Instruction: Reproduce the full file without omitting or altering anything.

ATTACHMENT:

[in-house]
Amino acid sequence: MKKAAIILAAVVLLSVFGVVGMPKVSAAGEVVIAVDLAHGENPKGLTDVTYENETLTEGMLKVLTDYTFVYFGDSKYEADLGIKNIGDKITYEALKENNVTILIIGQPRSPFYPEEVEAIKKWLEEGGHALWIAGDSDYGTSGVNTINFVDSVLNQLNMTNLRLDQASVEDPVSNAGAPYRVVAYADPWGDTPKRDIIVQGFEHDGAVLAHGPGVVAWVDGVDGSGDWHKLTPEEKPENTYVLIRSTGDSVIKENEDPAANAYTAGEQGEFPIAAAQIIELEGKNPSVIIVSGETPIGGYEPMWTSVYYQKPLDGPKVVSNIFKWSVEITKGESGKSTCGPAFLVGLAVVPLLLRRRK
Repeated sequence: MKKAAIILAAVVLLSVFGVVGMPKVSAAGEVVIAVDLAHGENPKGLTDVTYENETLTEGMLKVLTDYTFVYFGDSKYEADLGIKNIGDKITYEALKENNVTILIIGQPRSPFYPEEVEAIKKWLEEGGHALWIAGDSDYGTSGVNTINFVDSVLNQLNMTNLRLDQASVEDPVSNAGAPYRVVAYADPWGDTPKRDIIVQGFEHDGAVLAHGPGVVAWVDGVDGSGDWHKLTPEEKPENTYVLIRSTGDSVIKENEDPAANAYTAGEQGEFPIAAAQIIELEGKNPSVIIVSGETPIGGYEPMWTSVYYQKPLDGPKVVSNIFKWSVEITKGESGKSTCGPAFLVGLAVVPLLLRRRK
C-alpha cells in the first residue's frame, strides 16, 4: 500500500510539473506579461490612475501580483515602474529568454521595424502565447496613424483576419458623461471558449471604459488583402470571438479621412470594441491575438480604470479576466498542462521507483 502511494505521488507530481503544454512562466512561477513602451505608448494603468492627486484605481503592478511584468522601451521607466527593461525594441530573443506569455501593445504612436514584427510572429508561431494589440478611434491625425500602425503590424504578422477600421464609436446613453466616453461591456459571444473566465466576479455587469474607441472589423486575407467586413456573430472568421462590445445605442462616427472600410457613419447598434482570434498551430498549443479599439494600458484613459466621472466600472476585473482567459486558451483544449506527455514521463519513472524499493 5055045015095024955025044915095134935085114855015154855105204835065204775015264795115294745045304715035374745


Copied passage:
[in-house]
Amino acid sequence: MKKAAIILAAVVLLSVFGVVGMPKVSAAGEVVIAVDLAHGENPKGLTDVTYENETLTEGMLKVLTDYTFVYFGDSKYEADLGIKNIGDKITYEALKENNVTILIIGQPRSPFYPEEVEAIKKWLEEGGHALWIAGDSDYGTSGVNTINFVDSVLNQLNMTNLRLDQASVEDPVSNAGAPYRVVAYADPWGDTPKRDIIVQGFEHDGAVLAHGPGVVAWVDGVDGSGDWHKLTPEEKPENTYVLIRSTGDSVIKENEDPAANAYTAGEQGEFPIAAAQIIELEGKNPSVIIVSGETPIGGYEPMWTSVYYQKPLDGPKVVSNIFKWSVEITKGESGKSTCGPAFLVGLAVVPLLLRRRK
Repeated sequence: MKKAAIILAAVVLLSVFGVVGMPKVSAAGEVVIAVDLAHGENPKGLTDVTYENETLTEGMLKVLTDYTFVYFGDSKYEADLGIKNIGDKITYEALKENNVTILIIGQPRSPFYPEEVEAIKKWLEEGGHALWIAGDSDYGTSGVNTINFVDSVLNQLNMTNLRLDQASVEDPVSNAGAPYRVVAYADPWGDTPKRDIIVQGFEHDGAVLAHGPGVVAWVDGVDGSGDWHKLTPEEKPENTYVLIRSTGDSVIKENEDPAANAYTAGEQGEFPIAAAQIIELEGKNPSVIIVSGETPIGGYEPMWTSVYYQKPLDGPKVVSNIFKWSVEITKGESGKSTCGPAFLVGLAVVPLLLRRRK
C-alpha cells in the first residue's frame, strides 16, 4: 500500500510539473506579461490612475501580483515602474529568454521595424502565447496613424483576419458623461471558449471604459488583402470571438479621412470594441491575438480604470479576466498542462521507483 502511494505521488507530481503544454512562466512561477513602451505608448494603468492627486484605481503592478511584468522601451521607466527593461525594441530573443506569455501593445504612436514584427510572429508561431494589440478611434491625425500602425503590424504578422477600421464609436446613453466616453461591456459571444473566465466576479455587469474607441472589423486575407467586413456573430472568421462590445445605442462616427472600410457613419447598434482570434498551430498549443479599439494600458484613459466621472466600472476585473482567459486558451483544449506527455514521463519513472524499493 5055045015095024955025044915095134935085114855015154855105204835065204775015264795115294745045304715035374745